If philosophy isn’t related to religion at all, this makes no sense. However, a good philosophy course will teach a person how to reason - some formal logic, how to weigh the authority of competing claims, a version of the scientific method. When a person has completed three years of philosophy and three years of theology (which program includes all the Bible studies, Patristics, and so on), he’s not going to go into a meltdown when “bad things happen to good people,” or when he learns that archaeology hasn’t specifically verified every darn thing in the Bible, or when he comes across the latest popular atheist screed.

18 posted on 08/22/2012 7:24:43 PM PDT by Tax-chick (Now for wrath, now for ruin and a red nightfall.)
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To: mojito; metmom; boatbums; caww; presently no screen name; smvoice; HarleyD; HossB86; wmfights; ...

This article is a warning.

A difference with Dewitt is that unlike the Hitchens and Dawkins crowd, whose railing against God and equating all Christianity with militant Islam indicates a personal war against the God they deny (and moral authority), having been raised in the Bible belt and been part of it, Dewitt says,

“Religion does a lot of good, especially the loving kind, like at Grace Church.”

The reasons for his decline into atheism is not hard to surmise. It seems the man had a true conversion, and that God was confirming His word thru him with evidences following, but the just shall live by faith, which requires we live in such a way that we must see God act, and it must be tested, and this has two aspects, as seen in Heb. 11:32-40.

The one is believing God for help and deliverance and seeing it many times in correspondence to obedience to the Scriptures, defying in quality or quantity that this is mere coincidence or naturalistic, and the other is enduring in faith when we do not see deliverance as we wish. Some in faith turned back armies, and escaped the edge of the sword, and others had to seek refuges in caves, or were sawn asunder! Both saw deliverance and victory, but the latter must go thru the fire. As must the church of the living God.

And reading Dewitts testimony, i see that part of the problem was the word of faith theology which has no room for the latter, as he relates how one middle-aged woman in his church who was suffering from heart disease asked him anxiously: “How am I going to believe for salvation when I can’t believe enough to heal?”

However, this may simply may have served as a justification for his atheism, which really has it reasons in a spiritual declension resulting from not cleaving to God with purpose of heart, (Acts 11:23) and yielding to other affections,and or failing his own testing of faith when perhaps he did not see God moving as before, or seem as close.

Rather than persevering as seeing Him who is invisibly, as even Job could, and as the hymn goes, “when darkness hides His lovely face, i trust in His unchanging grace,” and taking a stand to trust God no matter what, he listened to the voice of the devil who is happy to give reasons to doubt and reject God, and knows our weakness, and progressively realized an “evil heart of unbelief, in departing from the living God” which the book of Hebrews (3:12) warns, this being the book he needed to esp. heed.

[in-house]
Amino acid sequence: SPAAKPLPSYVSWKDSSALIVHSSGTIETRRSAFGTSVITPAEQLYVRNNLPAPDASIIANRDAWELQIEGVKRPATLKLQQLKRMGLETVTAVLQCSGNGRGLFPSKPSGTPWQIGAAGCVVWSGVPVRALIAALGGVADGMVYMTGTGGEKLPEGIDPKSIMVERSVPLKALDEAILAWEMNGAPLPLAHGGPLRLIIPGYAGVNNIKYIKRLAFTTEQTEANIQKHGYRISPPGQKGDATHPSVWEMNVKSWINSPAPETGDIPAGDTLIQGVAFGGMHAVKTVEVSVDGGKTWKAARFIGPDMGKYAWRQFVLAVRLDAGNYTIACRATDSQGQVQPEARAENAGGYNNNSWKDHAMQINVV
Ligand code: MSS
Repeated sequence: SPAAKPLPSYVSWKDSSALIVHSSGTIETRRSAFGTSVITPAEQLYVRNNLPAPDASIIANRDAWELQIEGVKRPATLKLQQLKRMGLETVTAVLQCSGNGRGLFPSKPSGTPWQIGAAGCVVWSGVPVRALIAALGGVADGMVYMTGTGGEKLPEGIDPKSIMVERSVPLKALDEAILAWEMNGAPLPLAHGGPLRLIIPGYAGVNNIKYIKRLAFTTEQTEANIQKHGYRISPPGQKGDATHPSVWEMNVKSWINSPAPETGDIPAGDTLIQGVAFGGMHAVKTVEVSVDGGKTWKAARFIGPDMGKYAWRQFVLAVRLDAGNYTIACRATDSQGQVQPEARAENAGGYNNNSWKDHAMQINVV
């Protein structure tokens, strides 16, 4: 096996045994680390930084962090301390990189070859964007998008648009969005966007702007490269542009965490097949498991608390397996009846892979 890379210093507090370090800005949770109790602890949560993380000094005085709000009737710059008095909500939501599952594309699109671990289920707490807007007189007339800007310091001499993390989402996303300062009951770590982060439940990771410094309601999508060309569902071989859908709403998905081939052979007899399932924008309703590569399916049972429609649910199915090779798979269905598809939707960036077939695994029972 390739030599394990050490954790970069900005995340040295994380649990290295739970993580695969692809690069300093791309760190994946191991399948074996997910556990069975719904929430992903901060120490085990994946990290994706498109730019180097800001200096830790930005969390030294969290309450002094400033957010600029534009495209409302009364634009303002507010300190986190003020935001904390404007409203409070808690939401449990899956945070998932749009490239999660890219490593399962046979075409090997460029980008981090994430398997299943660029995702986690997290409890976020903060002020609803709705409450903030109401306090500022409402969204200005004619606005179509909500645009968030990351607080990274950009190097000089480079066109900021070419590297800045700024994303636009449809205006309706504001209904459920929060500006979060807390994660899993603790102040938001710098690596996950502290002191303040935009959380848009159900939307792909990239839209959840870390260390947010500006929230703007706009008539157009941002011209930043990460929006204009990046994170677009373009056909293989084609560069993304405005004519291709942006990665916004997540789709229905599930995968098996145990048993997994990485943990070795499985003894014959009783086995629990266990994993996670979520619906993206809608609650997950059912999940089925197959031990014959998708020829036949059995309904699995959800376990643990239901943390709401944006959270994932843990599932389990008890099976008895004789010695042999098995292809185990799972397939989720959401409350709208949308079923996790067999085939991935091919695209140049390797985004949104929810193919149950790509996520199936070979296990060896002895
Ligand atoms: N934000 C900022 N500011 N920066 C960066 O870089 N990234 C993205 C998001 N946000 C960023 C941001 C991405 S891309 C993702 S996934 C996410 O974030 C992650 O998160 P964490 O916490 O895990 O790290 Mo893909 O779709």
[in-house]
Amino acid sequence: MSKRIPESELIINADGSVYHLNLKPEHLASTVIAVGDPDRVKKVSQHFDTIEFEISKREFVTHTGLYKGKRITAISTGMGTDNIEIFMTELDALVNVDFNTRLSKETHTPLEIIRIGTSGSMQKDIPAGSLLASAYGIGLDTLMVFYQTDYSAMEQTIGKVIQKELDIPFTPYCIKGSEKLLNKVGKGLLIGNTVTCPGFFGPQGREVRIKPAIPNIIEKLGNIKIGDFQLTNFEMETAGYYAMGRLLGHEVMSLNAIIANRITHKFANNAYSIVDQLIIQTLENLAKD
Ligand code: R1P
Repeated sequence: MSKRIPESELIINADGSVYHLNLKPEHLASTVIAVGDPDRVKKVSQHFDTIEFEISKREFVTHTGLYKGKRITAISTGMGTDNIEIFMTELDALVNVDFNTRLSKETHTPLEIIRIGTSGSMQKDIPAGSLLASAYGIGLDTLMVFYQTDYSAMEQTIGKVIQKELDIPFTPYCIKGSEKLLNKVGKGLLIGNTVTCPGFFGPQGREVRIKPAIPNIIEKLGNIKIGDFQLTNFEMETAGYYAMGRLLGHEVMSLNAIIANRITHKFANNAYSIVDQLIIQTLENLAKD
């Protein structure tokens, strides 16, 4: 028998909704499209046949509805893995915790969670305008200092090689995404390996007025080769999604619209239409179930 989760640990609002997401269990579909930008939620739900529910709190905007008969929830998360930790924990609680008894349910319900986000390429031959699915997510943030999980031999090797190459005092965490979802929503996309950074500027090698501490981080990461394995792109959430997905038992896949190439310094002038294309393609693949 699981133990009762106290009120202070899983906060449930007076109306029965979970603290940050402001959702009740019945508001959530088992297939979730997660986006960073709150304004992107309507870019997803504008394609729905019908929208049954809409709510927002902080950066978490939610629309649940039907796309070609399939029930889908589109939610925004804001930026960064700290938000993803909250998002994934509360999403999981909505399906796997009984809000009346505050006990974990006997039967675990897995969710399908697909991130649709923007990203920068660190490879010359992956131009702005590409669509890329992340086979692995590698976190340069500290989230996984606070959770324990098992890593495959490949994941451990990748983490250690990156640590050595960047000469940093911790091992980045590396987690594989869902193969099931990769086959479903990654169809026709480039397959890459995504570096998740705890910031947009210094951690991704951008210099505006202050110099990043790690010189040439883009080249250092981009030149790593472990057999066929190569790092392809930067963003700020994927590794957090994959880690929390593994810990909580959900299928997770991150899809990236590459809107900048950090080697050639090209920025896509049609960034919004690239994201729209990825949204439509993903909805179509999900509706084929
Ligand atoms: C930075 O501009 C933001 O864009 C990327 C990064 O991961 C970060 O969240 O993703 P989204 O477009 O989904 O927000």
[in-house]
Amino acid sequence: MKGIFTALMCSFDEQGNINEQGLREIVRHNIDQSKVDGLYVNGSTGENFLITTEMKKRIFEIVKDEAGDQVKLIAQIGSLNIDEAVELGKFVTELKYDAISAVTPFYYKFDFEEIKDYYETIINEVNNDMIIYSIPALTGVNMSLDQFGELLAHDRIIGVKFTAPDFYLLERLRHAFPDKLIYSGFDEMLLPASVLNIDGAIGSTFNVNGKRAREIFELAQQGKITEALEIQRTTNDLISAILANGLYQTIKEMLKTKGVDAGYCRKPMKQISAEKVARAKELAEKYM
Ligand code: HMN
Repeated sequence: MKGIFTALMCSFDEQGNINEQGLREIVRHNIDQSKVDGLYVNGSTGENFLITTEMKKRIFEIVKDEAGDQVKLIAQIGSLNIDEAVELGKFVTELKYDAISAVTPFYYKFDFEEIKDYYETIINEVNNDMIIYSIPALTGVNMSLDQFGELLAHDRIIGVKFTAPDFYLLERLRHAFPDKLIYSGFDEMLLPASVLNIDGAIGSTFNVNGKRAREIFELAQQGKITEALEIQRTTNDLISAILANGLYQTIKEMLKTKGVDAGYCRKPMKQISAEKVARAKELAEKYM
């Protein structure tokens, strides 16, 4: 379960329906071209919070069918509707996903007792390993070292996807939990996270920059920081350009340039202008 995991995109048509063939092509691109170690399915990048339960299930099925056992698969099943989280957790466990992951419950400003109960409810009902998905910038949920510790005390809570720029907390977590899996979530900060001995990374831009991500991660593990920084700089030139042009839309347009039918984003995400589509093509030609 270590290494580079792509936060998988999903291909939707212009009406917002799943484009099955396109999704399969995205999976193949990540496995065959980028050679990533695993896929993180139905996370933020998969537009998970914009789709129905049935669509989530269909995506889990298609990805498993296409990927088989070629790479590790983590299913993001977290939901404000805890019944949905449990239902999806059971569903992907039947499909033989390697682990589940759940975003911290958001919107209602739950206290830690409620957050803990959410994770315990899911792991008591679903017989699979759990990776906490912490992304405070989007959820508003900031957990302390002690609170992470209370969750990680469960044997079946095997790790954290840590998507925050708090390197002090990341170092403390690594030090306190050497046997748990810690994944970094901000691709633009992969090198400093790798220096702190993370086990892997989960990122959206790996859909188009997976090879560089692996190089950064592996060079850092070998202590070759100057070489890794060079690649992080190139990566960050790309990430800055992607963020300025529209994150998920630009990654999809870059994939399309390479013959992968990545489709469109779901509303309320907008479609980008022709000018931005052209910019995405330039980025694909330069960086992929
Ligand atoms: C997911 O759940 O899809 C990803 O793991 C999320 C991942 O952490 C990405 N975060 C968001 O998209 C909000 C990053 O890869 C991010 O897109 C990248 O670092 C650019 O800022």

And i speak as one who cannot rationally deny the existence of God in the life of faith, even presently, but whose faith has been and is tested due to the above course, and can see how it can come about, and who must not be double minded but look in faith to the author and perfecter of faith, who shall perfect that which concerneth us(Ps. 138:8) as we rely on and yield to Him, denying self and more completely setting affection on things above.

Let us therefore pray for each other, and “exhort one another daily, while it is called To day; lest any of you be hardened through the deceitfulness of sin,” (Hebrews 3:13) which includes doubt.

19 posted on 08/23/2012 5:20:10 AM PDT by daniel1212 (Come to the Lord Jesus as a damned+destitute actual sinner, + trust Him to save you, then live 4 Him)
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To: daniel1212

THANK YOU!!!!!!!!!!!!!!

The word of faith theology is insidious. It does lead to wrong conclusions, as that lady referenced indicated. I’ve had my own similar struggle with that kind of theology and the way that Satan can use it to attack one’s faith.

This poor guy is rejecting the wrong thing. He should not have rejected God because he couldn’t reconcile Him to his theology, but rather rejected the theology because it doesn’t reconcile with God (as revealed in Scripture).

This is what happens when one tries to intellectualize God. God and how He works cannot be reduced to a formula and we cannot force His hand no matter how much *faith* we work up within ourselves, or how much we are convinced that HE HAS to act in a certain way.

The practice of claiming certain verses and demanding that God perform in a certain way because of how we interpret them is doomed to failure and to destroy people’s faith. The main result is usually guilt and condemnation heaped on the person (like this lady) for whom God allegedly did not come through for her as she was told He would.

Name it and claim it theology is nothing but entitlement mentality, It leaves no room for God’s sovereignty. It is essentially self-serving, using God as a sugar daddy instead of letting God be God.

20 posted on 08/23/2012 6:57:35 AM PDT by metmom (For freedom Christ has set us free; stand firm therefore & do not submit again to a yoke of slavery)